BERLIN, GERMANY – JANUARY 16: Kanzi apples from Germany lie on display at a stand at the International Green Week agricultural trade fair (Internationale Gruene Woche) on January 16, 2015 in Berlin, Germany.
(Photo : Sean Gallup/Getty Images)
Biophysicist Andrew Pelling of University of Ottawa has turned an apple into a structure that can grow human tissue.
The technique can be useful in the field of regenerative medicine, particularly as a method for repairing human tissue.
Pelling shared at the TED conference in Vancouver February last year that his idea was not supported by many when it first came out.
“Nobody else is doing this. In fact, in the early days people thought I’d lost my mind,” Pelling said. “What I’m really curious about is if one day it will be possible to repair, rebuild, and augment our own bodies with stuff we make in the kitchen.”
Pelling, a former hacker turned bioengineer made use of the cellulose structure of an apple and replaced the Macintosh apple cells with that of human cells.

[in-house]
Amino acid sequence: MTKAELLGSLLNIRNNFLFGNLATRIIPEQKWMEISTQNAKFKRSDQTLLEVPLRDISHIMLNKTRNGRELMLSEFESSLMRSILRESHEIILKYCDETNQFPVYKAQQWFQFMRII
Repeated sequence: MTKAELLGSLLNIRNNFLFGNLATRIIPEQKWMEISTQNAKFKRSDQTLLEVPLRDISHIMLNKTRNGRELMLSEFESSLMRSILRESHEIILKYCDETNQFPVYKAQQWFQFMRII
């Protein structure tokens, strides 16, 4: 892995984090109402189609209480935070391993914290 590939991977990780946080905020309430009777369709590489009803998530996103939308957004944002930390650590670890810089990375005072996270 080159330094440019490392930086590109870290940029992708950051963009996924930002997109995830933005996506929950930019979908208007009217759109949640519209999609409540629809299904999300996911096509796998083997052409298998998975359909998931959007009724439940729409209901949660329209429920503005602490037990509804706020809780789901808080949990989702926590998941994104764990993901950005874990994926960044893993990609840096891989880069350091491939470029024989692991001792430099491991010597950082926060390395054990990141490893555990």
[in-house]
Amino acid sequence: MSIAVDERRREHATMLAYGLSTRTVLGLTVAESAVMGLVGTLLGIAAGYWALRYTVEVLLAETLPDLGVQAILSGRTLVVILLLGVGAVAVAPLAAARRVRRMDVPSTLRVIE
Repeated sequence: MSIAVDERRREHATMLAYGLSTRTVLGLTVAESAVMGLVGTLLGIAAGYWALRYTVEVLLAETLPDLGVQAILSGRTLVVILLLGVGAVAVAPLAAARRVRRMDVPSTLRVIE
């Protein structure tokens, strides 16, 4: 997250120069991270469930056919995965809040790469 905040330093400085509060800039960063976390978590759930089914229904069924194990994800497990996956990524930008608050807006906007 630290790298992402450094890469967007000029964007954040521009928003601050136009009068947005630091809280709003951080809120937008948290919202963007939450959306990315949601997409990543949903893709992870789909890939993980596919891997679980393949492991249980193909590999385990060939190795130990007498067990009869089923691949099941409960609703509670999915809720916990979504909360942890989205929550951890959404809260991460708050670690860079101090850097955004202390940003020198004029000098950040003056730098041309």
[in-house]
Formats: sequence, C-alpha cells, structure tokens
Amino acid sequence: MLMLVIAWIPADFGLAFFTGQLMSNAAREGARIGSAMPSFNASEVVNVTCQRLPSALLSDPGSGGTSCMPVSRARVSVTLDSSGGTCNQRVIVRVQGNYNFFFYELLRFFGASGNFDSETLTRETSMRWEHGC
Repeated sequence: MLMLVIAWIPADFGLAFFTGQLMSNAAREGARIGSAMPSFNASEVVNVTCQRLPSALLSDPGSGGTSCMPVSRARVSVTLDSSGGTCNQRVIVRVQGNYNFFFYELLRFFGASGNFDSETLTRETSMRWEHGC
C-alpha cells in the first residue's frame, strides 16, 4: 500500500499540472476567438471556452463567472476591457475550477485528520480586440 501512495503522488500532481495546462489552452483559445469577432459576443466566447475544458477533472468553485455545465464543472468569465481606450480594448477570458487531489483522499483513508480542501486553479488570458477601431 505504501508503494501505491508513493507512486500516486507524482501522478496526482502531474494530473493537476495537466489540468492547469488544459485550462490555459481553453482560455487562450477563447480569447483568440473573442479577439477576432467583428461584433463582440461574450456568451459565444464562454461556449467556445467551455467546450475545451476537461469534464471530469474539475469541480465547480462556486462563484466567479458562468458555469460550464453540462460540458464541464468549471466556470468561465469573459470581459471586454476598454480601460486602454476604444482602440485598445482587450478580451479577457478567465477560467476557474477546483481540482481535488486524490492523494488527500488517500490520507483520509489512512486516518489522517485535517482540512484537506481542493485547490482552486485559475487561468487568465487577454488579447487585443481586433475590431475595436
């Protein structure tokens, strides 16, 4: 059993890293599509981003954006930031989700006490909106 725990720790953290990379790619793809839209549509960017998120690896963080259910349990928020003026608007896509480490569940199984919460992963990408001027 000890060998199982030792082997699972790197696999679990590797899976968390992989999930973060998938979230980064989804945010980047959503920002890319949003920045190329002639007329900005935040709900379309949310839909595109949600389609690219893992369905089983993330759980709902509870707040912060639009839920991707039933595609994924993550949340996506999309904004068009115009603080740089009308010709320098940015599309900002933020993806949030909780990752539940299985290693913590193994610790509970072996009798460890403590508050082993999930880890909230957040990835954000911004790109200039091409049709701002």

Business Insider noted the step-by-step process of how Pelling did the fruity experiment.
To start the process of removing the apple’s cells, the apple was bathed in boiled water and liquid dish soap. The hot temperature and soap caused the apple cells to pop open. The apple was then washed with clean water to expel the cellular material.
What was then left is the apple’s skeletal structure — the cellulose scaffolding which makes the apple firm and crunchy.
The scaffolding was carved into the shape of human ears and human cells were placed in the gaps where the apple’s cellular materials were once contained.
CBC reported that the experiment had been tested on mice, noting that after injecting the cellulose scaffolding on its skin, the scaffold slowly became part of the mice tissue. Little immune reaction was also observed, which makes it promising.
Meanwhile, trials in humans are still far in consideration as its still in its early developmental stage.
Currently, Pelling and his team are also working on Pelling the biomaterial potential of asparagus’ and rose’s cellulose scaffolding to repair bone or nerve damage in the future.
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